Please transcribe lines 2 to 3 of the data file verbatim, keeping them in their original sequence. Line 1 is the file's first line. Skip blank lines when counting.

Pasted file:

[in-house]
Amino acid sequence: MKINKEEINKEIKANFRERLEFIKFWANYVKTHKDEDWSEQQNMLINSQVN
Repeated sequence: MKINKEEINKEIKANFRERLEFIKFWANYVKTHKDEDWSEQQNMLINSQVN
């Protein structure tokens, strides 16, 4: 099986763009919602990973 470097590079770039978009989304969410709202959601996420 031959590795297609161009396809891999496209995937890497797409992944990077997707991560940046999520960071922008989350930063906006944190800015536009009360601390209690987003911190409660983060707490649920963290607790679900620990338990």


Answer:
Amino acid sequence: MKINKEEINKEIKANFRERLEFIKFWANYVKTHKDEDWSEQQNMLINSQVN
Repeated sequence: MKINKEEINKEIKANFRERLEFIKFWANYVKTHKDEDWSEQQNMLINSQVN